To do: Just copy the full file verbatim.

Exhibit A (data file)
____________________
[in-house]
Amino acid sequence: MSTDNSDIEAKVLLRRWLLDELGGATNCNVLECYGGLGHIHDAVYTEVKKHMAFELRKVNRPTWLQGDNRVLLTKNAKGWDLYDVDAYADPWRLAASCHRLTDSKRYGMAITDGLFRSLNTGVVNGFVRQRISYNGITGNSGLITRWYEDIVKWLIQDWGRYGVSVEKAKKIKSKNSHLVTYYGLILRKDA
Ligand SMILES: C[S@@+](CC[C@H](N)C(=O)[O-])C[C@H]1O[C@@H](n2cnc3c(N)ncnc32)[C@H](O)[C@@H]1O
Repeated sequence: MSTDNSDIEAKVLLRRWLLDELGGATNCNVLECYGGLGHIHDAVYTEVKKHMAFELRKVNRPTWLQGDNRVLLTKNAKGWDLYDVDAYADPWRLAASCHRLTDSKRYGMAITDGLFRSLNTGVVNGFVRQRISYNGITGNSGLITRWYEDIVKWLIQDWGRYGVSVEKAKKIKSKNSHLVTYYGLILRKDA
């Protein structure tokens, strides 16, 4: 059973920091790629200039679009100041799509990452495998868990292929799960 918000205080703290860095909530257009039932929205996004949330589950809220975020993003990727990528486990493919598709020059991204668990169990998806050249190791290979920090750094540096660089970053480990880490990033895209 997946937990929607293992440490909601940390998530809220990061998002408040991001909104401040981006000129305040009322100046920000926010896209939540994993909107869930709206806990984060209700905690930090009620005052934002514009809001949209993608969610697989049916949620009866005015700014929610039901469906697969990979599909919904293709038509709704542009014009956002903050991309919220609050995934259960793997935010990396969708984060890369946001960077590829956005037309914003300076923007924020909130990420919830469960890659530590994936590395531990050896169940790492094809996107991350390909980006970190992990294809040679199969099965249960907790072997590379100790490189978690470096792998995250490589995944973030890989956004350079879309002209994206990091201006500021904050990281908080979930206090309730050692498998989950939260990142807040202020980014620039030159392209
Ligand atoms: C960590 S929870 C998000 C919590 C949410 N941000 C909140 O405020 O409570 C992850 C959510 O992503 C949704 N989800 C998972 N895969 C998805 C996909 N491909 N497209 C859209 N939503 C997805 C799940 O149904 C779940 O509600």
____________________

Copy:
[in-house]
Amino acid sequence: MSTDNSDIEAKVLLRRWLLDELGGATNCNVLECYGGLGHIHDAVYTEVKKHMAFELRKVNRPTWLQGDNRVLLTKNAKGWDLYDVDAYADPWRLAASCHRLTDSKRYGMAITDGLFRSLNTGVVNGFVRQRISYNGITGNSGLITRWYEDIVKWLIQDWGRYGVSVEKAKKIKSKNSHLVTYYGLILRKDA
Ligand SMILES: C[S@@+](CC[C@H](N)C(=O)[O-])C[C@H]1O[C@@H](n2cnc3c(N)ncnc32)[C@H](O)[C@@H]1O
Repeated sequence: MSTDNSDIEAKVLLRRWLLDELGGATNCNVLECYGGLGHIHDAVYTEVKKHMAFELRKVNRPTWLQGDNRVLLTKNAKGWDLYDVDAYADPWRLAASCHRLTDSKRYGMAITDGLFRSLNTGVVNGFVRQRISYNGITGNSGLITRWYEDIVKWLIQDWGRYGVSVEKAKKIKSKNSHLVTYYGLILRKDA
């Protein structure tokens, strides 16, 4: 059973920091790629200039679009100041799509990452495998868990292929799960 918000205080703290860095909530257009039932929205996004949330589950809220975020993003990727990528486990493919598709020059991204668990169990998806050249190791290979920090750094540096660089970053480990880490990033895209 997946937990929607293992440490909601940390998530809220990061998002408040991001909104401040981006000129305040009322100046920000926010896209939540994993909107869930709206806990984060209700905690930090009620005052934002514009809001949209993608969610697989049916949620009866005015700014929610039901469906697969990979599909919904293709038509709704542009014009956002903050991309919220609050995934259960793997935010990396969708984060890369946001960077590829956005037309914003300076923007924020909130990420919830469960890659530590994936590395531990050896169940790492094809996107991350390909980006970190992990294809040679199969099965249960907790072997590379100790490189978690470096792998995250490589995944973030890989956004350079879309002209994206990091201006500021904050990281908080979930206090309730050692498998989950939260990142807040202020980014620039030159392209
Ligand atoms: C960590 S929870 C998000 C919590 C949410 N941000 C909140 O405020 O409570 C992850 C959510 O992503 C949704 N989800 C998972 N895969 C998805 C996909 N491909 N497209 C859209 N939503 C997805 C799940 O149904 C779940 O509600």